Background: Antenatal anxiety has received increased attention with regards to both its impact on infant outcomes and as a risk factor for postnatal depression. The measurement of anxiety in the perinatal setting, however, has proven to be challenging. The aims of the present study are to: determine whether antenatal anxiety as measured by the Brief Measure of Worry Severity (BMWS) is a significant predictor of postnatal depression (PND); examine the psychometric properties of a new measure of anxiety - the BMWS - in an antenatal sample; and examine the comparative capacity of the BMWS to the Speilberger State Trait Anxiety Inventory (STAI) in predicting PND.
Method: A sample of 748 women completed the BMWS and STAI during the third trimester of pregnancy and returned the Edinburgh Postnatal Depression Scale (EPDS) at 8 weeks postpartum.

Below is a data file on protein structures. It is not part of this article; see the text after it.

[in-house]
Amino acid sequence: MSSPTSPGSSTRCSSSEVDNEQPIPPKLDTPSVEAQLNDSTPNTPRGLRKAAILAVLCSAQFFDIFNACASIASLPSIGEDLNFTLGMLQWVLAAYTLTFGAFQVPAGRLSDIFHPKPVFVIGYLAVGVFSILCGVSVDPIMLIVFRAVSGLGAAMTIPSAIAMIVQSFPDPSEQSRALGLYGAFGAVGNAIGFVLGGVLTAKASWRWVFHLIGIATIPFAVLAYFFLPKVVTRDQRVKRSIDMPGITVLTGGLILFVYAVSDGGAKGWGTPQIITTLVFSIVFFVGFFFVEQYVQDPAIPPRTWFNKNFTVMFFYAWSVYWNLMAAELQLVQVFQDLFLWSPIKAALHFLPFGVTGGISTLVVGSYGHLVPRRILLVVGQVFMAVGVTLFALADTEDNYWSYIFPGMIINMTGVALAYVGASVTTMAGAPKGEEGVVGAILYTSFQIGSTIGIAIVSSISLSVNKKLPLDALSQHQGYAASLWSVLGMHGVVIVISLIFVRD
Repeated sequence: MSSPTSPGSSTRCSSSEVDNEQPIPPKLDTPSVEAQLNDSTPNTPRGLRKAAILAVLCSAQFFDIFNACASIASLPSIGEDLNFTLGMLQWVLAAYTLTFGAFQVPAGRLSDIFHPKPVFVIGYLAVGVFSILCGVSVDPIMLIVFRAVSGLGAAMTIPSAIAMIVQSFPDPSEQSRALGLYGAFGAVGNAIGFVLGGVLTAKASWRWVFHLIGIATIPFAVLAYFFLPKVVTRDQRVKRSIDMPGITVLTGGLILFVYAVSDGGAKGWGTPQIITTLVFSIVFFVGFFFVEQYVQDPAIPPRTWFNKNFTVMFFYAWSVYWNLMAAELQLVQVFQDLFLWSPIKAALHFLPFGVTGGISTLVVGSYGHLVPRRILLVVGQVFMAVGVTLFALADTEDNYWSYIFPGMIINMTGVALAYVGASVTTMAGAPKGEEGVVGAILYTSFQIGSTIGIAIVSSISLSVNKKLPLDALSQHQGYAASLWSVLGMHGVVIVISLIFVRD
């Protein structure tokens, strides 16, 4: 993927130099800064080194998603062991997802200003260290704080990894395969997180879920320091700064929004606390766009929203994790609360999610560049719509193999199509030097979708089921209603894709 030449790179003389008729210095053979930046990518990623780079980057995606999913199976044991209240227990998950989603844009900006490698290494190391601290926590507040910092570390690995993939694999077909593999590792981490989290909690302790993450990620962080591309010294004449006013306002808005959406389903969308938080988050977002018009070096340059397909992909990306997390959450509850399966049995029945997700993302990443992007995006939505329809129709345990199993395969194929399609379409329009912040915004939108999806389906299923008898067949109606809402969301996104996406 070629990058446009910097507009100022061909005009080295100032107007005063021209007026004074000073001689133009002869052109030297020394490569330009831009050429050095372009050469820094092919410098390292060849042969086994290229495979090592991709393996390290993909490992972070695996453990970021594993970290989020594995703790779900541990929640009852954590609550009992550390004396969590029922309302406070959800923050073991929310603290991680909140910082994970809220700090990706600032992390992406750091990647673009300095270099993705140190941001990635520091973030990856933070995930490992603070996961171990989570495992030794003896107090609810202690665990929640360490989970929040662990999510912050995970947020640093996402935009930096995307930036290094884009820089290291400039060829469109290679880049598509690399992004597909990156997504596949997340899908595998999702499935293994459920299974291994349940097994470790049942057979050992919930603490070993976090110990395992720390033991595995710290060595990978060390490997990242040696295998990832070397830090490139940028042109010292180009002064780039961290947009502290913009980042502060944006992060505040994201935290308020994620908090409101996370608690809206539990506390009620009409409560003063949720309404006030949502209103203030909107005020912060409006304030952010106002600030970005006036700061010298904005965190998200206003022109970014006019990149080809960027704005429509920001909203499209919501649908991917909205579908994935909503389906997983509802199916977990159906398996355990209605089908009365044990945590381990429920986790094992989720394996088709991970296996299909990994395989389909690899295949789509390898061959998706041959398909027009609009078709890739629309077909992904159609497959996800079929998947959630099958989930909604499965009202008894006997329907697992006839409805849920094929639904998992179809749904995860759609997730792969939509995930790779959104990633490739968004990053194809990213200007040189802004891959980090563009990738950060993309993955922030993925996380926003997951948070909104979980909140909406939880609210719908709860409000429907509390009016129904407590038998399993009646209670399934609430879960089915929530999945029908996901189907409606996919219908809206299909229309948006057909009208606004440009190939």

Results: Women with high antenatal anxiety on the BMWS were 2.6 times more likely to have probable PND than those with low scores, even after controlling for confounding factors, including level of antenatal depression on the EPDS. In contrast, the STAI was no longer a significant predictor of PND after controlling for these variables. The BMWS has good construct validity, with scores on this scale correlating strongly with scores on other measures of anxiety, depression and perinatal risk.
Limitations: When compared to those who participated in the follow-up at 8 weeks postnatally, those who did not participate appeared to be at greater risk of developing PND, raising the possibility of attrition bias within this sample.
Conclusions: The findings from this study suggest that the BMWS has utility in measuring antenatal anxiety in both clinical and research settings and that antenatal anxiety is an important precursor of PND.